German state elections were held on March 14 in Baden-Württemberg (BW) and Rhineland-Palatinate (RP). In the RP election, the centre-left SPD won 39 of the 101 seats (steady since 2016), the conservative CDU 31 (down four), the Greens ten (up four), the far-right AfD nine (down five), the pro-business FDP six (down one) and an independent alliance six (up six).
In Germany, parties need at least 5% to qualify for a proportional share of seats. The FDP and independents narrowly cleared that threshold with 5.5% and 5.4% respectively, while left votes were wasted on the Left party (2.5%) and an animal rights’ party (1.7%). As a result, the SPD and Greens, with 49 combined seats, are short of the 51 required for a majority.
At the BW election, the Greens won 58 of the 154 seats (up 11 since 2016), the CDU 42 (steady), the SPD 19 (steady), the FDP 18 (up six) and the AfD 17 (down six). The Greens and SPD, with 77 combined seats, were one short of the 78 required for a majority. As in RP, this was due to wasted left votes, with the 3.6% for the Left party short of the 5% threshold.
The next German federal election is expected to be held on September 26. Angela Merkel, who has been the CDU’s leader and German Chancellor since 2005, will not contest this election. The CDU’s leader will be the moderate Armin Laschet, who defeated the conservative Friedrich Merz in a January leadership election by a 52.8-47.2 margin.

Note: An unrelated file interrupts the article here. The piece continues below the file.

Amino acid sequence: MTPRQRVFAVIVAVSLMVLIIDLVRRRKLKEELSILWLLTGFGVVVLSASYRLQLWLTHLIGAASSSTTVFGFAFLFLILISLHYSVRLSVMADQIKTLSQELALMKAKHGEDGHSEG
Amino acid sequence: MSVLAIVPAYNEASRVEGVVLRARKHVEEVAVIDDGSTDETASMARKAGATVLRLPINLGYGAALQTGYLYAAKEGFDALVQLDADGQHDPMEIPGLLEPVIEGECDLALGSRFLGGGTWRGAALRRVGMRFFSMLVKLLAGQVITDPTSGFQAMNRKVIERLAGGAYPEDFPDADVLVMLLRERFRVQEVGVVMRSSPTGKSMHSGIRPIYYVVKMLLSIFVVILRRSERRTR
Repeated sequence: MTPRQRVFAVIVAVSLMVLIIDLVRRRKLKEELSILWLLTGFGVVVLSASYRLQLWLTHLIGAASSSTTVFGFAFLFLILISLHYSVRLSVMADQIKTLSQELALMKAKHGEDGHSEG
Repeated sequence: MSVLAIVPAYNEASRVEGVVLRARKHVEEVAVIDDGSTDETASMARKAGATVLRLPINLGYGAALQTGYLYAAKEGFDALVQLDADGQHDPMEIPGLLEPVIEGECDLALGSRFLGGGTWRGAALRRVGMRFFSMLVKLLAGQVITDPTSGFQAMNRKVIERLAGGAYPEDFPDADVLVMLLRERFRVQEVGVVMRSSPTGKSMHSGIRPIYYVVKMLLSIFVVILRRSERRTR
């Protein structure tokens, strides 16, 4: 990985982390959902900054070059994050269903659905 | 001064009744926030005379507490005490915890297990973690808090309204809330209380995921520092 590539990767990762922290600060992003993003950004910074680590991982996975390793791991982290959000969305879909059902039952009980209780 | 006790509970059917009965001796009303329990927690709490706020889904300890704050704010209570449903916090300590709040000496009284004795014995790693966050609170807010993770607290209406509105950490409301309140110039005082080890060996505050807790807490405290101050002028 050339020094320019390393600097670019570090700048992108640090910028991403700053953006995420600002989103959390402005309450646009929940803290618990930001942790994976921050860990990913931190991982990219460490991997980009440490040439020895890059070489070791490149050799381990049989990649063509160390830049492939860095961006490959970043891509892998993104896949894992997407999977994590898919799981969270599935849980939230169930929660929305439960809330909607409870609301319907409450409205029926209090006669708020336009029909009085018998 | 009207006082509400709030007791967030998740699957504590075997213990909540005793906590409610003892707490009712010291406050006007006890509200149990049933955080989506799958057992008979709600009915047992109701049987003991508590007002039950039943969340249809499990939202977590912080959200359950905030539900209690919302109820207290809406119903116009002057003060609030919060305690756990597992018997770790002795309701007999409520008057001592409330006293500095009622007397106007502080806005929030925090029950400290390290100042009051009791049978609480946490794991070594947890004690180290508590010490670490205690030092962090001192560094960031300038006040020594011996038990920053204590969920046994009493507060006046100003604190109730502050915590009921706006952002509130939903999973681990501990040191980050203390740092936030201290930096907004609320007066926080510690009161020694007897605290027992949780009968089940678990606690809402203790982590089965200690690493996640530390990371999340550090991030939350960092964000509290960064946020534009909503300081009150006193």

When the COVID crisis hit, the CDU/CSU had a big surge in their support, going from the high 20’s to near 40%. However, possibly due to frustration with the slow pace of vaccination, support has slumped below 30% recently. Current vote shares are about 30% CDU/CSU, 18% Greens, 16% SPD, 11% AfD, 9% FDP and 8% Left.
Right-wing parties currently have 47% and left parties 42%, but if the CDU/CSU’s slump continues, the left parties could be in a combined winning position by the election in September.
An overall win for the left may not be enough for a left government, however. After both the 2005 and 2013 elections, the overall left seats were enough for a majority, but the SPD refused to cooperate with the Left party, preferring to be the junior partners in a CDU-led grand coalition with Merkel as Chancellor. As a result, support for both the traditional major parties crashed at the 2017 election.
Dismal result for the left in Dutch election
Owing to COVID, the Dutch election was held over three days, from March 15-17. The combined governing coalition, that includes the conservative VVD, socially liberal D66 and two Christian parties, won 78 of the 150 seats,, retaining its majority. The VVD won 35 seats (up two since 2017), D66 23 (up four) and the two Christian parties a combined 20 seats (down four).
The major left-wing parties performed dismally. In 2012, Labour won 38 seats, but were reduced to their worst ever result with nine seats in 2017. They failed to regain any support, winning nine seats again. The Socialists also won nine seats (down five) and the Greens eight (down six). An animals’ rights party won six (up one).
On the far-right spectrum, while the Party for Freedom won 17 seats (down three), the Forum for Democracy won eight (up six). The Netherlands uses national proportional representation.